2e R.E.P


  1. ^ "2e REP: GCP Commandos training". Foreign Legion Info. 25 June 2017.
  2. ^ [1], More Majorum, Général de division Jean Maurin Commandant la Légion étrangère (Képi-blanc Magazine).
  3. ^ "French Foreign Legion Uniforms". Foreign Legion Info.
  4. ^ "La Légion marche vers le front". Foreign Legion Info.
  5. ^ a b c "Les compagnies du 2e REP". Legion Etrangere. Retrieved 2011-12-31.
  6. ^ The Special Forces, A History Of The World's Elite Fighting Units By Peter MacDonald, Paperback: 256 pages, Publisher: WH Smith (1987) ISBN 0-603-03895-6
  7. ^ a b c d e f g [2] Archived 2015-08-29 at the Wayback Machine Official Website of the 2nd Foreign Parachute Regiment, History of the 2e REP, The origins...
  8. ^ a b c d e f g h i j [3] Archived 2015-07-01 at the Wayback Machine Official Website of the 2nd Foreign Parachute Regiment, History of the 2e REP, the 3rd Foreign Parachute Battalion 3e Bataillon Etranger de Parachutistes"
  9. ^ [4] Archived 2015-07-01 at the Wayback Machine Official Website of the 2nd Foreign Parachute Regiment, History of the 2e REP, the 3rd Foreign Parachute Battalion 3e Bataillon Etranger de Parachutiste"
  10. ^ a b c [5] Archived 2015-07-01 at the Wayback Machine Official Website of the 2nd Foreign Parachute Regiment, History of the 2e REP, 2nd Foreign Paratrooper Battalion,2e Bataillon Etranger de Parachutistes
  11. ^ a b c d e f g h i j k [6] Archived 2015-07-01 at the Wayback Machine Official Website of the 2nd Foreign Parachute Regiment, History of the 2e REP, 2nd Foreign Parachute Battalion,2e Bataillon Etranger de Parachutistes
  12. ^ [7] Archived 2015-07-01 at the Wayback Machine Official Website of the 2nd Foreign Parachute Regiment, History of the 2e REP, 2nd Foreign Parachute Battalion,2e Bataillon Etranger de Parachutiste
  13. ^ a b c d e f [8] Official Website of the 2nd Foreign Parachute Regiment, Traditions, Le Drapeau du 2e REP
  14. ^ Windrow, Martin (1985). French Foreign Legion Paratroops. pp. 17.
  15. ^ Windrow, Martin (1985). French Foreign Legion Paratroops. pp. 22.
  16. ^ Marching and Operations Journal JMO from 1954 to 196 – Articles KB same époque.
  17. ^ a b c d Windrow, Martin (1985). French Foreign Legion Paratroops. pp. 27–28.
  18. ^ DÉCISION No. 2164/DEF/DCSCA/SD_FBC/MODERFI relative aux trésoreries militaires des groupements de soutien de base de défense.
  19. ^ Lignes de Défense, "La Légion saute sur Tombouctou" 2013/01/28 (in French)
  20. ^ "Foreign Legion Operations: March 2016". French Foreign Legion Information. Retrieved 14 February 2017.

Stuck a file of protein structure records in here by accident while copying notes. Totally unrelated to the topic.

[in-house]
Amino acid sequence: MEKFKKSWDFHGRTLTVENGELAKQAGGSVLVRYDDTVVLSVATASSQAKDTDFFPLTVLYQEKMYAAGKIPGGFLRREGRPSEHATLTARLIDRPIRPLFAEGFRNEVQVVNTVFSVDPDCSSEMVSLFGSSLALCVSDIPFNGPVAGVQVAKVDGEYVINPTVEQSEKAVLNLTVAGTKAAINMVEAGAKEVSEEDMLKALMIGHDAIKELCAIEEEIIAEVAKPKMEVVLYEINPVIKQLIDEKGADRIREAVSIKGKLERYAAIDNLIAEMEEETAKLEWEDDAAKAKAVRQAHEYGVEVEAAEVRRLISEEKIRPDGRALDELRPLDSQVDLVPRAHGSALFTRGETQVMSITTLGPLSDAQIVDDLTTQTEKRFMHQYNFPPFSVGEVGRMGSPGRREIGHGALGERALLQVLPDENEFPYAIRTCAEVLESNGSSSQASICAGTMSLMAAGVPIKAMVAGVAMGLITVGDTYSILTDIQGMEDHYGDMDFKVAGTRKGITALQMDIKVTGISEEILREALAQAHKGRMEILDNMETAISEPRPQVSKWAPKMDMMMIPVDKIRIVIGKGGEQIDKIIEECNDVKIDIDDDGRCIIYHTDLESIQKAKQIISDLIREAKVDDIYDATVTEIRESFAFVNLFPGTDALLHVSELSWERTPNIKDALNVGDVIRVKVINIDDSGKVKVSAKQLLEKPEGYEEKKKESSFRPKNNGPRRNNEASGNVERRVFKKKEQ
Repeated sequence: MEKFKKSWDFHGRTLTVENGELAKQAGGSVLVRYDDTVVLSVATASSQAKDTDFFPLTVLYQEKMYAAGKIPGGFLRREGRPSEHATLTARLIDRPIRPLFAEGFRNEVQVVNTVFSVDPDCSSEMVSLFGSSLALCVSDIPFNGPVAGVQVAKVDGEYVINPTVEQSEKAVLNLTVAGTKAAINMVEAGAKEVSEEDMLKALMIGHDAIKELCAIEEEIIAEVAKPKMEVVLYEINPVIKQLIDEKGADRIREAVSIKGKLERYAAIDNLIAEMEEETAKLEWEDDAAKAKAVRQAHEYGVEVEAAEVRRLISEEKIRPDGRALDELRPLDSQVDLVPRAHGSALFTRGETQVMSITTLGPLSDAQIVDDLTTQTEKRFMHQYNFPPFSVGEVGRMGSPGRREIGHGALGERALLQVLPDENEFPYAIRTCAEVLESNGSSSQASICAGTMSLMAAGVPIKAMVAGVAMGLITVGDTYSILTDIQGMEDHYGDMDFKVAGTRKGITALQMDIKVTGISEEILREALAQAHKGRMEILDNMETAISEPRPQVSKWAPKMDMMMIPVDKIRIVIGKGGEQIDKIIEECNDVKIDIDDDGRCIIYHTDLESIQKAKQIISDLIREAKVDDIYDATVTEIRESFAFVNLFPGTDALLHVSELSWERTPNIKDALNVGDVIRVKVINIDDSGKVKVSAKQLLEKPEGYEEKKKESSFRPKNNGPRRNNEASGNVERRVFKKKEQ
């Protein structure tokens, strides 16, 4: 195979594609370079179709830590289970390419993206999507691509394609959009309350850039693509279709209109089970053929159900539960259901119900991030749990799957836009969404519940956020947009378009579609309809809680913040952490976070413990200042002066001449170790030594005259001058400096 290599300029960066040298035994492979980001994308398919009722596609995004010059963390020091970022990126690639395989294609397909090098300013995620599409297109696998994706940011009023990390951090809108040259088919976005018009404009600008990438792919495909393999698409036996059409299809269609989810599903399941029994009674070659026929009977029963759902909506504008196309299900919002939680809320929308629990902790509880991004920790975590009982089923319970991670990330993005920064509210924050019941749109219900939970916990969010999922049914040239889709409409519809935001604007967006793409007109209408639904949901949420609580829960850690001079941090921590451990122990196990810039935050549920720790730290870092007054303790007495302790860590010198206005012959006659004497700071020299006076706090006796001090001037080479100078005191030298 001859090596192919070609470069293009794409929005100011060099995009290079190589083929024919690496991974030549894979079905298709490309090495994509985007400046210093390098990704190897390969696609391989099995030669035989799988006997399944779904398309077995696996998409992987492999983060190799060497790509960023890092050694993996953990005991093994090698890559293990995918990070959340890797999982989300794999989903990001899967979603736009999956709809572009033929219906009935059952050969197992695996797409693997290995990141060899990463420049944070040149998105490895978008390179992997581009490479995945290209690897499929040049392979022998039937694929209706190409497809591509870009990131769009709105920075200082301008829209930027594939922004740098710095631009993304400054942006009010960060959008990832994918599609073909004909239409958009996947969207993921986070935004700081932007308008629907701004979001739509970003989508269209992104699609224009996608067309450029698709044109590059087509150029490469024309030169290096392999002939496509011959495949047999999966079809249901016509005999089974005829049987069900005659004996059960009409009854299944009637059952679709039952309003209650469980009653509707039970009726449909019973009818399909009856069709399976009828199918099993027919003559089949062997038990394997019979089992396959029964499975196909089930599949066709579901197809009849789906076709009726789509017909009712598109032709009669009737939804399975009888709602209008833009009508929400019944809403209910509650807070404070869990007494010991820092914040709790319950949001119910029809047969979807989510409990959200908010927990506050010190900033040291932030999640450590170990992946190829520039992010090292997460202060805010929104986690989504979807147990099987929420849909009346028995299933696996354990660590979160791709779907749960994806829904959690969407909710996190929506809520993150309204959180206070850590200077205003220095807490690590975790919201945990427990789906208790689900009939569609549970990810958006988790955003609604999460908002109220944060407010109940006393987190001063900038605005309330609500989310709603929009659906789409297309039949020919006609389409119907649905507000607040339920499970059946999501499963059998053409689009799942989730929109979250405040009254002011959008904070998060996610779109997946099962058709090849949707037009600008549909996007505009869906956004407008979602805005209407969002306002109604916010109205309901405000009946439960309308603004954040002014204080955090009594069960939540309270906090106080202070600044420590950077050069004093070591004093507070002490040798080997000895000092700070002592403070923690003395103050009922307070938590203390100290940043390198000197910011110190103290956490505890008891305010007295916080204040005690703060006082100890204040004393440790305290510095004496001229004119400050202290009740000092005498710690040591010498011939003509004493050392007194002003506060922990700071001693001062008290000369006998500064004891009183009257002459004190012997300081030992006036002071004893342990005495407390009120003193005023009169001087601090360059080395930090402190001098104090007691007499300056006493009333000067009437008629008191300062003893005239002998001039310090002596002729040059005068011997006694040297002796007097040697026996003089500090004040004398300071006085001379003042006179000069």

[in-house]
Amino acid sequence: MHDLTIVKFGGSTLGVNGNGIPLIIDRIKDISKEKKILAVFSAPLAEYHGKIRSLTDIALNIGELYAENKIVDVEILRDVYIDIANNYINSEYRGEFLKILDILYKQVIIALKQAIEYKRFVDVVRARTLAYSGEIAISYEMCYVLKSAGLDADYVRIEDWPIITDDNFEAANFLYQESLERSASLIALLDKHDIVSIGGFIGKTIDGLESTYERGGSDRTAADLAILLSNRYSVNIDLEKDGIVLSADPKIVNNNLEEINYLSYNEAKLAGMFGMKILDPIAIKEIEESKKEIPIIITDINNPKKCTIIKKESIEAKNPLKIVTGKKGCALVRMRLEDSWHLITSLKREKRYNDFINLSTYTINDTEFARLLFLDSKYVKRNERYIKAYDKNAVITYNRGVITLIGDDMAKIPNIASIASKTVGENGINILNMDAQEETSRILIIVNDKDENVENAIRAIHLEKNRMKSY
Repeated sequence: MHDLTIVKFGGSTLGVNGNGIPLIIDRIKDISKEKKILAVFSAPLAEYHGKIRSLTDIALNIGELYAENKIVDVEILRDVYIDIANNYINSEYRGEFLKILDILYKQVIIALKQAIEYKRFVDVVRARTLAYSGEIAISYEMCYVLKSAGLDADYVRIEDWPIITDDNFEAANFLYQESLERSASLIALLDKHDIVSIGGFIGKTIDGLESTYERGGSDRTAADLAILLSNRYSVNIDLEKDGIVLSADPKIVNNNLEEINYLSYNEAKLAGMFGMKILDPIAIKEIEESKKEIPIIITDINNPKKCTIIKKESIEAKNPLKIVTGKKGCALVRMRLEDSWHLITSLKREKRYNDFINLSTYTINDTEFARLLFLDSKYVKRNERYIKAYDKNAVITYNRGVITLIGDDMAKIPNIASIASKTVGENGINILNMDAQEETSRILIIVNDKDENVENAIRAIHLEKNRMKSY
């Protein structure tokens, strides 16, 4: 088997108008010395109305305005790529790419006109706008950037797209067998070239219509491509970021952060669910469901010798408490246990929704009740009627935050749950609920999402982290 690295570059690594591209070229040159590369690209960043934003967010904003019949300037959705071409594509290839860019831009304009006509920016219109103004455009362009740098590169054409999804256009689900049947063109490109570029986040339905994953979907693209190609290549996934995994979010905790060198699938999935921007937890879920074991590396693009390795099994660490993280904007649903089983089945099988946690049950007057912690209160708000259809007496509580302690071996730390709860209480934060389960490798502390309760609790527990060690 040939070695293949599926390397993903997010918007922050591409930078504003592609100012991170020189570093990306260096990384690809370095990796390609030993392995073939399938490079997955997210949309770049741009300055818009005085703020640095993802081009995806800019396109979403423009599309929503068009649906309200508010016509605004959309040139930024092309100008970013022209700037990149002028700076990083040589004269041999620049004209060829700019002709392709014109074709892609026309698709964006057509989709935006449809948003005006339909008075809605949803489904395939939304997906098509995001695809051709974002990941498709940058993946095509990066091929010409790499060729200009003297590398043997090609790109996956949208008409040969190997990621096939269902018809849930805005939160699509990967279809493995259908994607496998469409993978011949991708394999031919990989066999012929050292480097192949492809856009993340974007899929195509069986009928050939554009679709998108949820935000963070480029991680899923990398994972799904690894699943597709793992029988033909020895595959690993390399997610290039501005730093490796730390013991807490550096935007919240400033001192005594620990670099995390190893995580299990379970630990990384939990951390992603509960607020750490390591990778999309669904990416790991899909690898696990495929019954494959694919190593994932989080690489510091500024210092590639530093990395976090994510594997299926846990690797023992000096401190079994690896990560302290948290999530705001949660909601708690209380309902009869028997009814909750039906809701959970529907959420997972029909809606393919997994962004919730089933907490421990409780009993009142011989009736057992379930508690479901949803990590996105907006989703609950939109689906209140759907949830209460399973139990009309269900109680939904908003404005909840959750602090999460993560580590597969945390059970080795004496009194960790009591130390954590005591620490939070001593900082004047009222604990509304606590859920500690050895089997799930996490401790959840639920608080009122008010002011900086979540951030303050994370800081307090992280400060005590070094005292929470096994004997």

21. ^ "Les compagnies du 2e REP". 2rep.legion-etrangere.com. Retrieved 2016-11-13.
  22. ^ "Current structure of the 2nd Foreign Parachute Regiment". Foreign Legion Info.
  23. ^ "Compagnie de Commandement et de Logistique". Foreign Legion. Retrieved 2012-01-20.
  24. ^ "Compagnie d'Administration et de Soutien". Foreign Legion. Retrieved 2012-01-20.
  25. ^ "1ère Compagnie – Le combat en zone urbaine". Foreign Legion. Retrieved 2012-01-20.
  26. ^ Originally specialised in Night and Anti-tank warfare.
  27. ^ "2e Compagnie – Le combat en montagne". Foreign Legion. Retrieved 2012-01-20.
  28. ^ "3e Compagnie – Le combat amphibie". Foreign Legion. Retrieved 2012-12-20.
  29. ^ "4e Compagnie – Le combat d'usure". Foreign Legion. Retrieved 2012-01-20.
  30. ^ "La 5e compagnie de combat est née". Foreign Legion. Retrieved 2015-12-27.
  31. ^ "5e Compagnie – Maintenance des matériels". Foreign Legion. Retrieved 2012-01-20.
  32. ^ "6e Compagnie – La réserve du régiment". Foreign Legion. Retrieved 2012-02-20.
  33. ^ lys3rg0 (2 August 2012). "French Foreign Legion: GCP Le Groupement des commandos parachutistes" – via YouTube.
  34. ^ "Décision n°12350/SGA/DPMA/SHD/DAT du 14 septembre 2007 relative aux inscriptions de noms de batailles sur les drapeaux et étendards des corps de troupe de l'armée de terre, du service de santé des armées et du service des essences des armées, Bulletin officiel des armées, n°27". 9 November 2007. Archived from the original on 2014-02-21. Retrieved 2015-06-06.
  35. ^ Arrêté relatif à l'attribution de l'inscription AFN 1952–1962 sur les drapeaux et étendards des formations des armées et services, du 19 novembre 2004 (A) NORDEF0452926A Michèle Alliot-Marie
  36. ^ [9] Archived 2015-06-13 at the Wayback Machine Official Website of the 2nd Foreign Parachute Regiment, Traditions, Chant du 2e REP
  37. ^ "La 11e BP décorée pour son engagement en Afghanistan".
  38. ^ circulaire n°|13913/SDBC/DECO créant une fourragère à la couleur croix de la Valeur militaire du 28 novembre 2011
  39. ^ Camerone is a Battle Honour shared by all Foreign Legion Regiments, no matter when it was formed.
  40. ^ [10] Archived 2015-07-01 at the Wayback Machine Official Website of the 2nd Foreign Parachute Regiment, Historique du 2e REP, 1er Bataillon Etranger de Parachutistes, Les Chefs de Corps
  41. ^ [11] Archived 2015-07-01 at the Wayback Machine Official Website of the 2nd Foreign Parachute Regiment, Historique du 2e REP, 3e Bataillon Etranger de Parachutistes, les Chefs de Corps
  42. ^ [12] Archived 2015-07-01 at the Wayback Machine Official Website of the 2nd Foreign Parachute Regiment, History of the 2e REP, 1er Régiment Etranger de Parachutiste, Les Chefs de Corps
  43. ^ [13] Archived 2015-07-01 at the Wayback Machine Official Website of the 2nd Foreign Parachute Regiment, Historique du 2e REP, 2e Bataillon Etranger de Parachutistes, Les Chef de Corps
  44. ^ a b c d e f g h i j k l m n o p q r s t u v w x y z aa ab ac ad ae af [14] Archived 2015-08-29 at the Wayback Machine Official Website of the 2nd Foreign Parachute Regiment,Ils ont commandé le 2éme REP, Regimental Commanders


External linksEdit

Coordinates: 42°33′13″N 8°48′02″E / 42.5536°N 8.8006°E / 42.5536; 8.8006